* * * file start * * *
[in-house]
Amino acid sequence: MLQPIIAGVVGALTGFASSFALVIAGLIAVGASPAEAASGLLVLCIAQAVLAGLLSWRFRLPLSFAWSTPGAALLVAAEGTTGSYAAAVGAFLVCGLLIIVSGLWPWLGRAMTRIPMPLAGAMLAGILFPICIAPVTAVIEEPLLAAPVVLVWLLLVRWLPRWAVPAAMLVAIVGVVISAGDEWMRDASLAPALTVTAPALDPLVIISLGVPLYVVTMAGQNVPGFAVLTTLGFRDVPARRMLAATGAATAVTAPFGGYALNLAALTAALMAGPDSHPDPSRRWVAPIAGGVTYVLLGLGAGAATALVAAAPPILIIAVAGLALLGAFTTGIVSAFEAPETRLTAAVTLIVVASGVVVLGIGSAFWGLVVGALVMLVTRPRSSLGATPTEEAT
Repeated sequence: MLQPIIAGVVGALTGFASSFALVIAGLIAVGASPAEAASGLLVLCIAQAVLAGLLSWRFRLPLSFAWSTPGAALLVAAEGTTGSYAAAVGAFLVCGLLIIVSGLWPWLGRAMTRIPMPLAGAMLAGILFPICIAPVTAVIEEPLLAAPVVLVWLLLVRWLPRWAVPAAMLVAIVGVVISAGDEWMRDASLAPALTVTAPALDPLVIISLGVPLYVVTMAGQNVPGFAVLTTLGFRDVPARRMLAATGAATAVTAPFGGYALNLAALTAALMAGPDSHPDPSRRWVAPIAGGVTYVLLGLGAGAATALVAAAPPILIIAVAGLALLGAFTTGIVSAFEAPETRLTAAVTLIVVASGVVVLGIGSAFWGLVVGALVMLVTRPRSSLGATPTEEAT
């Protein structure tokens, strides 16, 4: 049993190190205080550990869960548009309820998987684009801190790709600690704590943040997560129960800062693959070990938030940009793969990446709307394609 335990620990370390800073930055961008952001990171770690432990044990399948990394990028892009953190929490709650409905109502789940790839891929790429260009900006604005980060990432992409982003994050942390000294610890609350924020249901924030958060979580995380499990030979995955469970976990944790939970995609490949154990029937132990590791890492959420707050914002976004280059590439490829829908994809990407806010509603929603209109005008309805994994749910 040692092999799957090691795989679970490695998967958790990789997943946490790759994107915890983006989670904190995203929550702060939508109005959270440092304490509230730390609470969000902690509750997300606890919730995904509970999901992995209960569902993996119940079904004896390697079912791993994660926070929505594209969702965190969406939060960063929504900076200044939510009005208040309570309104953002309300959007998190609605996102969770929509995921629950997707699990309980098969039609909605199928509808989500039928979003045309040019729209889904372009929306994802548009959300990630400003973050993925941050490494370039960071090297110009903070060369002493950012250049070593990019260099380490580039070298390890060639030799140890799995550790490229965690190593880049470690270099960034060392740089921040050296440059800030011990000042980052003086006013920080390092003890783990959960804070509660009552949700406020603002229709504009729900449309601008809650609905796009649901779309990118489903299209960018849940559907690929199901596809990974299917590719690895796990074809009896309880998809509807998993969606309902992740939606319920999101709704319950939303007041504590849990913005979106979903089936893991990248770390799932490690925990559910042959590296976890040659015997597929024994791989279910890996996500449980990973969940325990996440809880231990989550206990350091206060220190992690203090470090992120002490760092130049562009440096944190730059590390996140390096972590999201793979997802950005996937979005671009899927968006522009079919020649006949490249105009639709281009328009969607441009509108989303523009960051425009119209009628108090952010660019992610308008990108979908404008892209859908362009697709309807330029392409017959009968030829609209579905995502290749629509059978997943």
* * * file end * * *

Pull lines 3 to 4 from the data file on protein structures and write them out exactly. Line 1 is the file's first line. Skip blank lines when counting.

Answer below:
Repeated sequence: MLQPIIAGVVGALTGFASSFALVIAGLIAVGASPAEAASGLLVLCIAQAVLAGLLSWRFRLPLSFAWSTPGAALLVAAEGTTGSYAAAVGAFLVCGLLIIVSGLWPWLGRAMTRIPMPLAGAMLAGILFPICIAPVTAVIEEPLLAAPVVLVWLLLVRWLPRWAVPAAMLVAIVGVVISAGDEWMRDASLAPALTVTAPALDPLVIISLGVPLYVVTMAGQNVPGFAVLTTLGFRDVPARRMLAATGAATAVTAPFGGYALNLAALTAALMAGPDSHPDPSRRWVAPIAGGVTYVLLGLGAGAATALVAAAPPILIIAVAGLALLGAFTTGIVSAFEAPETRLTAAVTLIVVASGVVVLGIGSAFWGLVVGALVMLVTRPRSSLGATPTEEAT
């Protein structure tokens, strides 16, 4: 049993190190205080550990869960548009309820998987684009801190790709600690704590943040997560129960800062693959070990938030940009793969990446709307394609 335990620990370390800073930055961008952001990171770690432990044990399948990394990028892009953190929490709650409905109502789940790839891929790429260009900006604005980060990432992409982003994050942390000294610890609350924020249901924030958060979580995380499990030979995955469970976990944790939970995609490949154990029937132990590791890492959420707050914002976004280059590439490829829908994809990407806010509603929603209109005008309805994994749910 040692092999799957090691795989679970490695998967958790990789997943946490790759994107915890983006989670904190995203929550702060939508109005959270440092304490509230730390609470969000902690509750997300606890919730995904509970999901992995209960569902993996119940079904004896390697079912791993994660926070929505594209969702965190969406939060960063929504900076200044939510009005208040309570309104953002309300959007998190609605996102969770929509995921629950997707699990309980098969039609909605199928509808989500039928979003045309040019729209889904372009929306994802548009959300990630400003973050993925941050490494370039960071090297110009903070060369002493950012250049070593990019260099380490580039070298390890060639030799140890799995550790490229965690190593880049470690270099960034060392740089921040050296440059800030011990000042980052003086006013920080390092003890783990959960804070509660009552949700406020603002229709504009729900449309601008809650609905796009649901779309990118489903299209960018849940559907690929199901596809990974299917590719690895796990074809009896309880998809509807998993969606309902992740939606319920999101709704319950939303007041504590849990913005979106979903089936893991990248770390799932490690925990559910042959590296976890040659015997597929024994791989279910890996996500449980990973969940325990996440809880231990989550206990350091206060220190992690203090470090992120002490760092130049562009440096944190730059590390996140390096972590999201793979997802950005996937979005671009899927968006522009079919020649006949490249105009639709281009328009969607441009509108989303523009960051425009119209009628108090952010660019992610308008990108979908404008892209859908362009697709309807330029392409017959009968030829609209579905995502290749629509059978997943």